🔬39. Experimenting with Rats and Nums in Perl 6

🔬39. Experimenting with Rats and Nums in Raku

N. B. Perl 6 has been renamed to Raku. Click to read more.

Today, it will be a post with some small things about the two data types, Rat and Num.

First of all, Zoffix Znet added some insights on Twitter regarding my previous posts. Let me just quote them here.

Some useful information about DIVIDE_NUMBERS and DON'T_DIVIDE_NUMBERS:

FWIW, these will be gone some time these year, together with .REDUCE-ME method. Rats are meant to be immutable, so once we get native uint64s straightened out, to counteract perf loss from removal of DON’T_DIVIDE optimization, all of these ops will just be making new Rationals.

And about dividing by zero:

You can divide by zero *and* announce it to others, as long as you use the Num view of Rationals, which uses IEEE 754-2008 semantics with regards to division by zero
<Zoffix> m: .Num.say for 1/0, -1/0, 0/0
<camelia> rakudo-moar a9a9e1c97: OUTPUT: «Inf␤-Inf␤NaN␤»

Let us play with dividing by 0 a bit more.

So, indeed, you can get Inf if you cast a Rat value to Num:

$ perl6 -e'say (1/0).Num'

By the way, don’t forget that some spaces are meaningful in Perl 6. The following two lines of code are different:

say (1/0).Num;

The first line prints Inf, while the second throws an exception. This is because the first line is equivalent to:


While the second line tries to convert the result of calling say to Num.

Let us trace the data types in the following program:

my $x = 1/0;
say $x.WHAT; # (Rat)

# say $x; # Error

my $y = $x.Num;
say $y.WHAT; # (Num)

say $y;      # Inf

Is it possible that Rats also return Inf after division by zero?

First of all, here is the method of the Rational role that is used to convert a Rat number to a Num value:

method Num() {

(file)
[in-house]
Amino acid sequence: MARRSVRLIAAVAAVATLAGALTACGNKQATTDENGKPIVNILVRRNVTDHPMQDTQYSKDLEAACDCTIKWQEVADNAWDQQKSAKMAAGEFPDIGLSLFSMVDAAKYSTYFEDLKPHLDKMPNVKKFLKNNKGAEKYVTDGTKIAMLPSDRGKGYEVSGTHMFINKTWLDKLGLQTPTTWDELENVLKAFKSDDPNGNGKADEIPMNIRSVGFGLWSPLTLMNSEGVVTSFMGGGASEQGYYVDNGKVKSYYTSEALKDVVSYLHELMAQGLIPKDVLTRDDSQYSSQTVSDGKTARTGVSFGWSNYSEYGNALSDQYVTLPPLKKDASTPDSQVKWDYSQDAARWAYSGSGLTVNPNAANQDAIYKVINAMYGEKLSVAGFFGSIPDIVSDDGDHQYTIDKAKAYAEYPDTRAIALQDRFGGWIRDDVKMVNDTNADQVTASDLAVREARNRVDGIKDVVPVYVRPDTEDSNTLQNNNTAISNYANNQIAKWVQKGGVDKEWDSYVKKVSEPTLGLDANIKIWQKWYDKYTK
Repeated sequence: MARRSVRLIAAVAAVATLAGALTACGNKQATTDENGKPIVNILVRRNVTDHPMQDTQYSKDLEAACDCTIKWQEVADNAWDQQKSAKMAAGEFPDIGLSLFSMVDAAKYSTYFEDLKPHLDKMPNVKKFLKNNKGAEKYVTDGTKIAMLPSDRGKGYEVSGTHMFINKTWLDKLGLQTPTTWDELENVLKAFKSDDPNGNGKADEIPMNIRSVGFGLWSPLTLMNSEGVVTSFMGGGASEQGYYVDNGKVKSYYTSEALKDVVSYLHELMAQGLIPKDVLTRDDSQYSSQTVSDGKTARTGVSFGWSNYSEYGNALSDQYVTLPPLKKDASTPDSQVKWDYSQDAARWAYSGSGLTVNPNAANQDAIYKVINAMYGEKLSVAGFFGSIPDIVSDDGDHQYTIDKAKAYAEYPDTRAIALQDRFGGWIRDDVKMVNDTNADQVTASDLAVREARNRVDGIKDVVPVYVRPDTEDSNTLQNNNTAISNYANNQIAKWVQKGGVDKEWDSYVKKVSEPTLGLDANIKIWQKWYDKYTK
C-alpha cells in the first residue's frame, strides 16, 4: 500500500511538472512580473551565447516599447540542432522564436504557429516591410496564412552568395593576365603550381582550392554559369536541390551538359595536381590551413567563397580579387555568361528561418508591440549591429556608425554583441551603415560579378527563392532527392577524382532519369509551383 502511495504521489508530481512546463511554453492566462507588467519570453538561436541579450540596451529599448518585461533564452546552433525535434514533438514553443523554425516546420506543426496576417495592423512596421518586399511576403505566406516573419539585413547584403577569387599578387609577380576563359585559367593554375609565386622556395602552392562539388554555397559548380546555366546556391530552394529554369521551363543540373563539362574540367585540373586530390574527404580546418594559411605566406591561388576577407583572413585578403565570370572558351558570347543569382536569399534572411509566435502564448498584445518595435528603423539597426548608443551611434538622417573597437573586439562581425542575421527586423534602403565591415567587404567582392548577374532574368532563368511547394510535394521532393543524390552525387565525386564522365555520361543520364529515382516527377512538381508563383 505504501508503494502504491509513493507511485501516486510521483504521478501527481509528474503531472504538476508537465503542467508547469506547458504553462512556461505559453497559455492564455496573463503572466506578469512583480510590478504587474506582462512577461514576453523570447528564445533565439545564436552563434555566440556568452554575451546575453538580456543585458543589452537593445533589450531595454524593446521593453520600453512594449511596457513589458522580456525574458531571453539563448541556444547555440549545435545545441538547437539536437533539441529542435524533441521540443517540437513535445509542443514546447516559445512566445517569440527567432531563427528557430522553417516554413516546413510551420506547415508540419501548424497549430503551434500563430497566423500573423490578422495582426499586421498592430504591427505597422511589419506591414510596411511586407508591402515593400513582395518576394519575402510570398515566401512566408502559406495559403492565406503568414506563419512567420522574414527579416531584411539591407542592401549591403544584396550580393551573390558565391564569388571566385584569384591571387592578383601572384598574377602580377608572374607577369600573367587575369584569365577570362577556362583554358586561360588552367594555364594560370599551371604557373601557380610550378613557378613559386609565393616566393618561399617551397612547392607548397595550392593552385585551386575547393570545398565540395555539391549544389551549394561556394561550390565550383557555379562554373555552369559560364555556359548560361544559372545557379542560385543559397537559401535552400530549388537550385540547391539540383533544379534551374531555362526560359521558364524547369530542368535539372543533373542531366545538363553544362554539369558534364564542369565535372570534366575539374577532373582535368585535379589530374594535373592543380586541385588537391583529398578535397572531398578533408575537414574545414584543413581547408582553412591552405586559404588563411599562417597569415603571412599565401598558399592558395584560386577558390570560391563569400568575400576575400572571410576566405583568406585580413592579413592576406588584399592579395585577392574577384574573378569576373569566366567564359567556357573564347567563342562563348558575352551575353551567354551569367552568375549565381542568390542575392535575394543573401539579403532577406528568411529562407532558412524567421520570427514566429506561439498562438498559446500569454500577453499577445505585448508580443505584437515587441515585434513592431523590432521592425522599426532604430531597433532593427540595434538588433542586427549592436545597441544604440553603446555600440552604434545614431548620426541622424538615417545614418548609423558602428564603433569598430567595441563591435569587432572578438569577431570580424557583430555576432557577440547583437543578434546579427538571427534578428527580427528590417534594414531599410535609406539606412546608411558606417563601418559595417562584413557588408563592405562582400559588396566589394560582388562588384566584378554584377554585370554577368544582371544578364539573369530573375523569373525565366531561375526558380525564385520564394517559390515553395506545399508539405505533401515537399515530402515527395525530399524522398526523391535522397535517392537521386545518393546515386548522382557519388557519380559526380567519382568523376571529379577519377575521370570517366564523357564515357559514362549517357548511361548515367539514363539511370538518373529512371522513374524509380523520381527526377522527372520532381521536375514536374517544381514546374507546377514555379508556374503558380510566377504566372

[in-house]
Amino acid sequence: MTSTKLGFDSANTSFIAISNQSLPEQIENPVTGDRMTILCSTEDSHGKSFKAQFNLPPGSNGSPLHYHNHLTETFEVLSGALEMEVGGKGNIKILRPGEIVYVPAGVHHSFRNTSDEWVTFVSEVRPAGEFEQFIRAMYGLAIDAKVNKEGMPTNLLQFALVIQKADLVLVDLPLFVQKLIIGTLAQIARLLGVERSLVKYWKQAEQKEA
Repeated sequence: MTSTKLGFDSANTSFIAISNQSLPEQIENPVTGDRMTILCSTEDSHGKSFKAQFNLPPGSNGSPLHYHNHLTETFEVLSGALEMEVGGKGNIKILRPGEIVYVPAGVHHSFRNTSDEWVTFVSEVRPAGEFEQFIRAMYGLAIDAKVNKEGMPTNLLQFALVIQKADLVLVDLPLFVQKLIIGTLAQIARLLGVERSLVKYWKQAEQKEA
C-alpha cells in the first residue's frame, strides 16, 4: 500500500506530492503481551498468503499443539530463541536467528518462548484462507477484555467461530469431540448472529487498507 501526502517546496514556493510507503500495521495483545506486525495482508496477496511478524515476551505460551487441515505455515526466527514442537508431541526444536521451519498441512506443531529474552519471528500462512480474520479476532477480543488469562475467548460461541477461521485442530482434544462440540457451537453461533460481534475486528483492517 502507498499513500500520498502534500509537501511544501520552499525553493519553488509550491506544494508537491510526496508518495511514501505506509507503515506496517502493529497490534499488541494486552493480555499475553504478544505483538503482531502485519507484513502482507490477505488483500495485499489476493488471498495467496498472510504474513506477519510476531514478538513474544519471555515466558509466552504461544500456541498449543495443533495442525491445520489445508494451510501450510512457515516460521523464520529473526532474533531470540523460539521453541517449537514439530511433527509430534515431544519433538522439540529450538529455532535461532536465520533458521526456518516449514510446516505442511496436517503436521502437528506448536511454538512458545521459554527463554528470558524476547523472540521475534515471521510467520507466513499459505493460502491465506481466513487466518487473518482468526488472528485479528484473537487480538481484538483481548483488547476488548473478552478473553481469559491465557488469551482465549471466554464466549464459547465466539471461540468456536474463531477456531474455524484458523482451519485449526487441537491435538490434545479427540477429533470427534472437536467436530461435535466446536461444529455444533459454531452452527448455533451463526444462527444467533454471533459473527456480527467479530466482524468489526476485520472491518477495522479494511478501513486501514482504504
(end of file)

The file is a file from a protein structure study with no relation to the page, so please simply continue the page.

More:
The rest of the work is thus done by some NQP code, which in the end gives us Inf.

Let us start with a simple thing first and print Inf when the value is stringified. Replace the Str method of the Rational role with the following:

multi method Str(::?CLASS:D:) {
    unless $!denominator {
        return 'NaN' unless $!numerator;
        return 'Inf' if $!numerator >= 0;
        return '-Inf';

This should only solve the problem in the cases when a ‘broken’ number is used as a string, for example:

my $x = 1/0;
say $x; # Inf

my $y = -1/0;
say $y; # -Inf

my $z = 0/0;
say $z; # NaN

Surprisingly, it gave us even more, and we can use such numbers in calculations:

$ ./perl6 -e'my $x = 1/0; my $y = 1 + $x; say $y'

Now, look at the original Str method:

multi method Str(::?CLASS:D:) {
    my $whole = self.abs.floor;
    my $fract = self.abs - $whole;

    # fight floating point noise issues RT#126016
    if $fract.Num == 1e0 { ++$whole; $fract = 0 }

    my $result = nqp::if(
        nqp::islt_I($!numerator, 0), '-', ''
    ) ~ $whole;

    if $fract {
        my $precision = $!denominator < 100_000
        ?? 6 !! $!denominator.Str.chars + 1;

        my $fract-result = '';
        while $fract and $fract-result.chars < $precision {
            $fract *= 10;
            given $fract.floor {
                $fract-result ~= $_;
                $fract -= $_;
        ++$fract-result if 2*$fract >= 1; # round off fractional result

        $result ~= '.' ~ $fract-result;

If you debug the code, you will soon discover that the exception happens in the first lines, when the abs method is called on a number.

This method is defined in the Real role:

method abs() { self < 0 ?? -self !! self }

Let us redefine it for Rationals (ignore negative values for now):

method abs() {
    if $!denominator == 0 {
    else {
        $!numerator / $!denominator

Now, the check happens in this method. Let’s try it:

$ ./perl6 -e'my $x = 1/2; say $x;'

$ ./perl6 -e'my $x = 1/0; say $x;'

Almost what is needed. You may fix the output as an exercise or just run git checkout src 🙂


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